we recommend the rescue mode for doing a manual (read: via console)
because it disables the automatic ONIE server discovery.
Then run (=> run onie_rescue) command to take you to the ONIE environment.

2) For development purpose, to load freshly build ONL installer from directly ONIE.
Run a http server from the build machine (example:python -m SimpleHTTPServer 8000) and access it as,

example: ONIE:/ # install_url http://buildmachineIPAddress:/path/to/directory/onl-09b7bba-powerpc-all.2016. # update for specific file/date/build

Also, you can use install via scp with two steps,

   example: ONIE:/ # scp [username]@buildmachineIPAddress:/path/to/directory/onl-09b7bba-powerpc-all.2016.  ONL.installer # update for specific file/date/build
            ONIE:/ # sh ONL.installer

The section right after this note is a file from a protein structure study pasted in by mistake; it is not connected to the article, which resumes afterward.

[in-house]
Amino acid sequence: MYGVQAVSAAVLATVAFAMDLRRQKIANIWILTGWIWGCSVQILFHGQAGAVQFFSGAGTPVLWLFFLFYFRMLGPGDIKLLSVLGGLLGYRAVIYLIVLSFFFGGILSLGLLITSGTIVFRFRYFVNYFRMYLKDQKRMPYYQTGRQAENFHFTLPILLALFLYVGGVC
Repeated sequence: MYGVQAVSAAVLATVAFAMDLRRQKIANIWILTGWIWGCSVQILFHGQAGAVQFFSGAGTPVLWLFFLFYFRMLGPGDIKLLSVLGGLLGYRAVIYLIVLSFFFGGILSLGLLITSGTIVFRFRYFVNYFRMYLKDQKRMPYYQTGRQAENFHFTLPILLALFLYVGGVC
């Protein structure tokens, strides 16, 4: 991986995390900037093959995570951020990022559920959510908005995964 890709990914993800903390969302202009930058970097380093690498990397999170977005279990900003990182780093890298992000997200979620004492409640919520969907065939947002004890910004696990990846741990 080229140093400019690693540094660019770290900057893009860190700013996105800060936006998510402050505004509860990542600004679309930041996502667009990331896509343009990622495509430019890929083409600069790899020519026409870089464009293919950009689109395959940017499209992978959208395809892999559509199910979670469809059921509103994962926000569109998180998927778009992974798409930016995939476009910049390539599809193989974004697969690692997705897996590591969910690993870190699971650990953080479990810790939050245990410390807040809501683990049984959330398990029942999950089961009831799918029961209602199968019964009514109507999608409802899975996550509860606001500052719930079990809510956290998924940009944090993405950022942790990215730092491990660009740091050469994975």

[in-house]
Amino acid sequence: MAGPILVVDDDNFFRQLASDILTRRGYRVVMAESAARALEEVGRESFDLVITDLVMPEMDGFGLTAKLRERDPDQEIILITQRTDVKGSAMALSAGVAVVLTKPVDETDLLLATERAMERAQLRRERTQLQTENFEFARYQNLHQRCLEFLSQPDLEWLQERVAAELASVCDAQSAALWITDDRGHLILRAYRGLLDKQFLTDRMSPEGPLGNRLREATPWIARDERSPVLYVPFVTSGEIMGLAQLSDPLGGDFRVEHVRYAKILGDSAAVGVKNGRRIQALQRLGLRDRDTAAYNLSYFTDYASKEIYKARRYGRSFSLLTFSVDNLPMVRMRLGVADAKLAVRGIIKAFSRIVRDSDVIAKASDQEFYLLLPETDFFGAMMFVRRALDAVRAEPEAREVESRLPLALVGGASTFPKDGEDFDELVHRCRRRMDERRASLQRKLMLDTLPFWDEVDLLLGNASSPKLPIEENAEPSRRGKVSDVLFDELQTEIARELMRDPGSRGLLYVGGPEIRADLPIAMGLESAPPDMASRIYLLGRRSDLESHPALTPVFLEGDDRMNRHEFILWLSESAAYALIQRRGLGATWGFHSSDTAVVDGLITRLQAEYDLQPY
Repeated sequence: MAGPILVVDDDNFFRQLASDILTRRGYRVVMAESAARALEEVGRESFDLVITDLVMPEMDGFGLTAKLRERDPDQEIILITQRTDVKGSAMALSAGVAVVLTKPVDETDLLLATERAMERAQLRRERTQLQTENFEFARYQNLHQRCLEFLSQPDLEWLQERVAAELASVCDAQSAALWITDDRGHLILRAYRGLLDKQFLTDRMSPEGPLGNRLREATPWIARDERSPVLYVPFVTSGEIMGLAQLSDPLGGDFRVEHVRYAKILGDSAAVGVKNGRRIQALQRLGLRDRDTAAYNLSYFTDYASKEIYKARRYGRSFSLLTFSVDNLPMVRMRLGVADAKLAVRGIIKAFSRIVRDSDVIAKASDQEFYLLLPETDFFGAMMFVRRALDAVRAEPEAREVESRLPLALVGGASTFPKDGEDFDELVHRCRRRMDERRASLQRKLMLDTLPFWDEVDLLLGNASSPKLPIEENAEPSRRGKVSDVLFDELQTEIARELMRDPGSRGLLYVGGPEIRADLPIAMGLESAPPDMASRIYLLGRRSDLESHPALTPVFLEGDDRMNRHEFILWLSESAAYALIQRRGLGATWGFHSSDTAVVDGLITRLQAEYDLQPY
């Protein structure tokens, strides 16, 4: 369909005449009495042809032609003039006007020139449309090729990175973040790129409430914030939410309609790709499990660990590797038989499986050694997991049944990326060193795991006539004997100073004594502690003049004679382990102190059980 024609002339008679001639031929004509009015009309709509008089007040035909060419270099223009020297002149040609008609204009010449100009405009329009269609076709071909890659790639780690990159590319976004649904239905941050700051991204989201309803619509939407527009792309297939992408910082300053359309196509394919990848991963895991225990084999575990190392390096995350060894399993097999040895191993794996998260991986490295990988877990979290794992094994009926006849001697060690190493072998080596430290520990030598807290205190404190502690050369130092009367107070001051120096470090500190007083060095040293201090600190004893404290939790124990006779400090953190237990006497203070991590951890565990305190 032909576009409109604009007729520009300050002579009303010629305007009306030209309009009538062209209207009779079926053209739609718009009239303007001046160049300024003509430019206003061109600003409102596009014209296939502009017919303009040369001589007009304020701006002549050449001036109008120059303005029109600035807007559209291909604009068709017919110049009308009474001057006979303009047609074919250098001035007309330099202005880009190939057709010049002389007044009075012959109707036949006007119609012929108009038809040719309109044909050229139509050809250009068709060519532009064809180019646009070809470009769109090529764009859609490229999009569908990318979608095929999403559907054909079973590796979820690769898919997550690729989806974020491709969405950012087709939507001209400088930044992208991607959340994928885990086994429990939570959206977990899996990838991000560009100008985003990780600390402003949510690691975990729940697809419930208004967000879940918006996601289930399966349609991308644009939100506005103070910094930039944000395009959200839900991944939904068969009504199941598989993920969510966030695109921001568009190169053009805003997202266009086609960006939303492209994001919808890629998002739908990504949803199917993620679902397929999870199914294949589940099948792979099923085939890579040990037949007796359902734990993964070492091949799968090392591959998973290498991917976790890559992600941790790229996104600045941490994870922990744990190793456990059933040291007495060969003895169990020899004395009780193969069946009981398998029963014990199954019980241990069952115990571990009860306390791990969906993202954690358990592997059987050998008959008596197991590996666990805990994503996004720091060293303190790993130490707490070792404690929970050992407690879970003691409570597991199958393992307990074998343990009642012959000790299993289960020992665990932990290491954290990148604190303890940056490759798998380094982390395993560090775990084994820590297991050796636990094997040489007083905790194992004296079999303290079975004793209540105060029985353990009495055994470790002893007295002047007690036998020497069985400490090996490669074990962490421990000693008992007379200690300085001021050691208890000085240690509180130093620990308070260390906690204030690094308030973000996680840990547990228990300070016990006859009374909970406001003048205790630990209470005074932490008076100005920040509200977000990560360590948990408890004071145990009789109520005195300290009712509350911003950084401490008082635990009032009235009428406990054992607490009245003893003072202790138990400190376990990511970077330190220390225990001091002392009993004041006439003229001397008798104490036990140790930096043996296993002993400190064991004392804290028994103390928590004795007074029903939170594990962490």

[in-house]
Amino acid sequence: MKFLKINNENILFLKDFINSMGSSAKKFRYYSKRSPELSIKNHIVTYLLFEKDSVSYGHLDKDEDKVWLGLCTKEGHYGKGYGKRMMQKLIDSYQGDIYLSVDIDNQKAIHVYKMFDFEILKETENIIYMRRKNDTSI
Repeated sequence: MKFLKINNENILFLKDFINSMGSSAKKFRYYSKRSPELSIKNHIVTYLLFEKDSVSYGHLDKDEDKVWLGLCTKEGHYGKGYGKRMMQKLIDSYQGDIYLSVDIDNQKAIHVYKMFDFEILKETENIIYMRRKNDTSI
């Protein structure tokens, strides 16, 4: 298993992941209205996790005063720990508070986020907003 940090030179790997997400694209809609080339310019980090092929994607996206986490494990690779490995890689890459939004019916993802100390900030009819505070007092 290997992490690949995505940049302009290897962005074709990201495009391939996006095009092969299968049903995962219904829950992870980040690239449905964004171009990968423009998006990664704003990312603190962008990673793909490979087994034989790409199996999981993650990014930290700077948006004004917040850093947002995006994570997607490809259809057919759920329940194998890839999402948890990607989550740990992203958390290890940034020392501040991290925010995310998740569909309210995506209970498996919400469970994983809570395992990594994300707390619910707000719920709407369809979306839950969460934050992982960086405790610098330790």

ONL NFS Root Directory

Given that the default installation of ONL does not persist files across
reboots (this is intentional -- flash disks should not be written to
as often as spinning disks), it is sometimes useful to have a normally
writable, larger disk available for the switch. Enter the NFS root
directory which enables a switch to boot ONL from a remote NFS partition.
While it is possible to simply fetch the SWI file from an NFS server
(keeping the same non-persisted behavior), the much more useful feature
is to have the root file system NFS hosted.

To enable NFS mounted root partition:

1) Run the ONL installer normally (e.g., via the manual mode per above) so that the ONL
loader is installed.